‘Handel’s Messiah is one of the great traditions of the season. Somehow, this time of year makes traditions seem even more significant. It is a turning point in the year—by the calendar, it is the time when the days cease to grow darker and begin to grow lighter with the promise of spring a few months away, and this great work is a perfect way to celebrate. Messiah was written to celebrate faith, but it is first and foremost a work of music, not of philosophy or religion. Great melodies transcend any divisiveness among people, making us one, voices united. Handel has achieved something remarkable in this wondrous music: it overcomes time and language, and links the past and the future. Simultaneously pious and joyous, it is music that is both old and still new, still able to communicate to contemporary audiences. Nicholas McGegan returns to the TSO with this wonderful celebration, and he is joined by four outstanding soloists and the ever popular Toronto Mendelssohn Choir.’
‘The holiday season is such a wonderful time for music—we hear everywhere during this period of the year some of the finest classical music written for the occasion as well as inspiring traditional carols and tuneful popular classics. The brilliant, multi-talented Canadian artist Jann Arden recently recorded her take on the season’s most beloved songs and I’m thrilled to have her perform them in her début with your Toronto Symphony Orchestra! The beautiful voices of the Etobicoke School of the Arts Holiday Chorus also join us for this performance, and you, too, will have the chance to contribute to this Christmas soundscape in our annual sing-along. May this concert of holiday music warm your hearts and get you in the holiday spirit!’
Principal Pops Conductor
Elegant, sexy and savvy. The Toronto Symphony was in top form last night. We were ready to be ‘sleighed’ with holiday anthems. Add the likes of the Etobicoke School of the Arts Holiday Chorus and the incomparable Jann Arden, whom brought the house down within seconds of taking the stage.
The evening was robust with songs like ‘The Best Christmas of All’, ‘Winter Wonderland’ and ‘It’s the Most Wonderful Time of the Year.’ The audience caroled using carol sheets in their TSO Program book, the air was filled with warmth and fairy lights and the mood was festive and jovial.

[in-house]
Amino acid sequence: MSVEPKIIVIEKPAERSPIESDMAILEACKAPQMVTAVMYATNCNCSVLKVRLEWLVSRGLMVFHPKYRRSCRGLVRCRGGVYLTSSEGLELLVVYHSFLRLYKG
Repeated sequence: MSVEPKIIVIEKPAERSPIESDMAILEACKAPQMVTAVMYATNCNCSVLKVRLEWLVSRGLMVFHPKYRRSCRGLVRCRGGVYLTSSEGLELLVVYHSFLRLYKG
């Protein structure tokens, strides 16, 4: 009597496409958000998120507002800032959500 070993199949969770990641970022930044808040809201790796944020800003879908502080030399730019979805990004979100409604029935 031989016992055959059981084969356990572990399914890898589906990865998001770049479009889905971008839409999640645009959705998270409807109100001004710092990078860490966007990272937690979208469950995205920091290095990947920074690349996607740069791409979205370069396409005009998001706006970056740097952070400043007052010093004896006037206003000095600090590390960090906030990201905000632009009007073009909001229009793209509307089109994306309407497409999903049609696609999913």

When Arden took the stage with her cheeky humour on show and her voice in all its abundance ready to tear the walls down in Roy Thomson Hall, the audience was warmed up and ready for her. She gifted the audience with songs from her song catalogue including of ‘Insensitive’ and ‘Waiting for Canada’. The Canadian flag’s poppy red colour was emblazoned on Arden’s gorgeous chiffon dress and bejeweled gown. We were on the same page.
After the intermission the Toronto Symphony gave us ‘Carol of the Bells’ from Mykola Leontovych/arr. David Hamilton and ‘“We Need A Little Christmas” from Mame’ from Jerry Herman/arr. Robert Wendel. Perhaps not all that well known but beautifully positioned in the evening. TSO did a wonderful job playing the audience old standards, blues, folk and pop songs. It was an evening for everyone. The audience was satiated, ready to learn, have a giggle and most importantly have a great time.
Arden had many intimate moments with the audience last night. She spoke of road stories, her writing process, sweet comments to orchestra members and a rawness only she can pull off in a space as prestigious as Roy Thomson Hall.
She created a gorgeous space between her and her fans last night when she spoke of her collaboration with Bob Foster on ‘Good Mother’. Arden spoke of scribbling notes in the lining of a cigarette liner and how she wanted to create an ode to her parents. The moment felt like she was whispering her narrative to every member of the audience singularly. Intimate, emotional, generous and fraught with pain. As the Toronto Symphony Orchestra started to play the opening bars of ‘Good Mother’ the audience sighed a sigh full of anticipation, Kleenex were at the ready, men sat up straighter in their seats and other’s leaned forward. The Toronto Symphony Orchestra illumined ‘Good Mother’. It took the audience to another level of loving Arden’s music and winning us over with TSO’s gorgeous arrangement. People wept, some stood up and cheered. The festive love embraced us as the song concluded.
The night could not be complete without an appearance by Jolly Saint Nick who ‘ho, ho ho’d’ down the aisles and then helped in leading the audience with a ‘The Jingle, Jangle Sing-along’. It was upbeat and fun. What better way to warm up our voices by busting them out into the holiday season with the professional help of TSO?
The Etobicoke School of the Arts Chorus is comprised of the Grades 11 and 12 music theatre classes at the Etobicoke School of the Arts (ESA). The music theatre department, headed by Paul Aikins, is one of six majors offered at ESA, which is the oldest free-standing arts-focused high school in Canada. Their contribution was boisterous, electric and punctuated the evening’s program with a lightness that can only be captured by the talented voices of these youngsters.